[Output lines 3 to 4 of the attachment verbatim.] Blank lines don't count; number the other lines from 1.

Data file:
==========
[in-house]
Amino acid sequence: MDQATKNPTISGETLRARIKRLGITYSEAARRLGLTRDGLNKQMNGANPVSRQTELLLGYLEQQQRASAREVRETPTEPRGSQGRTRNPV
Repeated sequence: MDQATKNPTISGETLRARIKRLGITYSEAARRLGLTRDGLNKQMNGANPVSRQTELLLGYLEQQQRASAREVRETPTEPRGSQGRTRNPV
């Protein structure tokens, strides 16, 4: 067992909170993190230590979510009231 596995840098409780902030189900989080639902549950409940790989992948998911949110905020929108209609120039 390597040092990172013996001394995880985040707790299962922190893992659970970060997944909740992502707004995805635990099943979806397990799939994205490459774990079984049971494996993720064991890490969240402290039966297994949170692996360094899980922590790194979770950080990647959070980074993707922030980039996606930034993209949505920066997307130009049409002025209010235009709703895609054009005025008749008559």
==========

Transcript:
Repeated sequence: MDQATKNPTISGETLRARIKRLGITYSEAARRLGLTRDGLNKQMNGANPVSRQTELLLGYLEQQQRASAREVRETPTEPRGSQGRTRNPV
């Protein structure tokens, strides 16, 4: 067992909170993190230590979510009231 596995840098409780902030189900989080639902549950409940790989992948998911949110905020929108209609120039 390597040092990172013996001394995880985040707790299962922190893992659970970060997944909740992502707004995805635990099943979806397990799939994205490459774990079984049971494996993720064991890490969240402290039966297994949170692996360094899980922590790194979770950080990647959070980074993707922030980039996606930034993209949505920066997307130009049409002025209010235009709703895609054009005025008749008559």